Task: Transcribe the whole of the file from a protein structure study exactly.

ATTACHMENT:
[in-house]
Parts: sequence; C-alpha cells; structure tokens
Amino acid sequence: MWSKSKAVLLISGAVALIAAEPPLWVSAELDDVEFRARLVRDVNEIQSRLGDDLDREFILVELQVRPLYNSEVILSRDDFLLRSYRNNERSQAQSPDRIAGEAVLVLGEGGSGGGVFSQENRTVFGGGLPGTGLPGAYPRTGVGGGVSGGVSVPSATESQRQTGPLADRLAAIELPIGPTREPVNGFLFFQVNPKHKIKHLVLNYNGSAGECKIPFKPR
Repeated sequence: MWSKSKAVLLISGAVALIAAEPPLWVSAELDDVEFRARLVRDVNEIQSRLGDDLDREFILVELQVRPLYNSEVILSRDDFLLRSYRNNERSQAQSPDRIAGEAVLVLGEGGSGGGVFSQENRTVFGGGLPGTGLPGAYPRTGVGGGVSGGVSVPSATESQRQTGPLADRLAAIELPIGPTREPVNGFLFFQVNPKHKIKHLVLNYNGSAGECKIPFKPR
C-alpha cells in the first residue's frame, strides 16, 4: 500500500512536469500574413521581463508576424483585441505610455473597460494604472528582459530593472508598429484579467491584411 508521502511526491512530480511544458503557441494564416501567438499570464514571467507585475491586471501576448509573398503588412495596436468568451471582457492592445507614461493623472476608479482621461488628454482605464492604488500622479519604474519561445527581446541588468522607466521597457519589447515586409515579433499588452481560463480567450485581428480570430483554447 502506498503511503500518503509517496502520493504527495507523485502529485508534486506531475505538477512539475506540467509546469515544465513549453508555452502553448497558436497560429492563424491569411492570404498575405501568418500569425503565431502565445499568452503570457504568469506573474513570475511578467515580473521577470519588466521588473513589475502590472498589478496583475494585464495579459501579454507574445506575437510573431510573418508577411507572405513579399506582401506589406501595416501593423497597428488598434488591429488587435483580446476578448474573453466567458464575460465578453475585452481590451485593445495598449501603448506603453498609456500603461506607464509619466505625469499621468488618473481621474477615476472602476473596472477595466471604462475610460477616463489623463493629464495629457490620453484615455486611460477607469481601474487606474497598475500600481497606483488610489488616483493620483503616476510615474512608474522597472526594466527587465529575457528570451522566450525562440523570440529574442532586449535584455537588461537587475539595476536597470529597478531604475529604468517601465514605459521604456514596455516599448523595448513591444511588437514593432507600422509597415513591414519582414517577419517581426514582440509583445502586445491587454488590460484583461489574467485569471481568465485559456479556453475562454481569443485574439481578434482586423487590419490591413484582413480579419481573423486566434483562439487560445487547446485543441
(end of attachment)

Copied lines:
[in-house]
Parts: sequence; C-alpha cells; structure tokens
Amino acid sequence: MWSKSKAVLLISGAVALIAAEPPLWVSAELDDVEFRARLVRDVNEIQSRLGDDLDREFILVELQVRPLYNSEVILSRDDFLLRSYRNNERSQAQSPDRIAGEAVLVLGEGGSGGGVFSQENRTVFGGGLPGTGLPGAYPRTGVGGGVSGGVSVPSATESQRQTGPLADRLAAIELPIGPTREPVNGFLFFQVNPKHKIKHLVLNYNGSAGECKIPFKPR
Repeated sequence: MWSKSKAVLLISGAVALIAAEPPLWVSAELDDVEFRARLVRDVNEIQSRLGDDLDREFILVELQVRPLYNSEVILSRDDFLLRSYRNNERSQAQSPDRIAGEAVLVLGEGGSGGGVFSQENRTVFGGGLPGTGLPGAYPRTGVGGGVSGGVSVPSATESQRQTGPLADRLAAIELPIGPTREPVNGFLFFQVNPKHKIKHLVLNYNGSAGECKIPFKPR
C-alpha cells in the first residue's frame, strides 16, 4: 500500500512536469500574413521581463508576424483585441505610455473597460494604472528582459530593472508598429484579467491584411 508521502511526491512530480511544458503557441494564416501567438499570464514571467507585475491586471501576448509573398503588412495596436468568451471582457492592445507614461493623472476608479482621461488628454482605464492604488500622479519604474519561445527581446541588468522607466521597457519589447515586409515579433499588452481560463480567450485581428480570430483554447 502506498503511503500518503509517496502520493504527495507523485502529485508534486506531475505538477512539475506540467509546469515544465513549453508555452502553448497558436497560429492563424491569411492570404498575405501568418500569425503565431502565445499568452503570457504568469506573474513570475511578467515580473521577470519588466521588473513589475502590472498589478496583475494585464495579459501579454507574445506575437510573431510573418508577411507572405513579399506582401506589406501595416501593423497597428488598434488591429488587435483580446476578448474573453466567458464575460465578453475585452481590451485593445495598449501603448506603453498609456500603461506607464509619466505625469499621468488618473481621474477615476472602476473596472477595466471604462475610460477616463489623463493629464495629457490620453484615455486611460477607469481601474487606474497598475500600481497606483488610489488616483493620483503616476510615474512608474522597472526594466527587465529575457528570451522566450525562440523570440529574442532586449535584455537588461537587475539595476536597470529597478531604475529604468517601465514605459521604456514596455516599448523595448513591444511588437514593432507600422509597415513591414519582414517577419517581426514582440509583445502586445491587454488590460484583461489574467485569471481568465485559456479556453475562454481569443485574439481578434482586423487590419490591413484582413480579419481573423486566434483562439487560445487547446485543441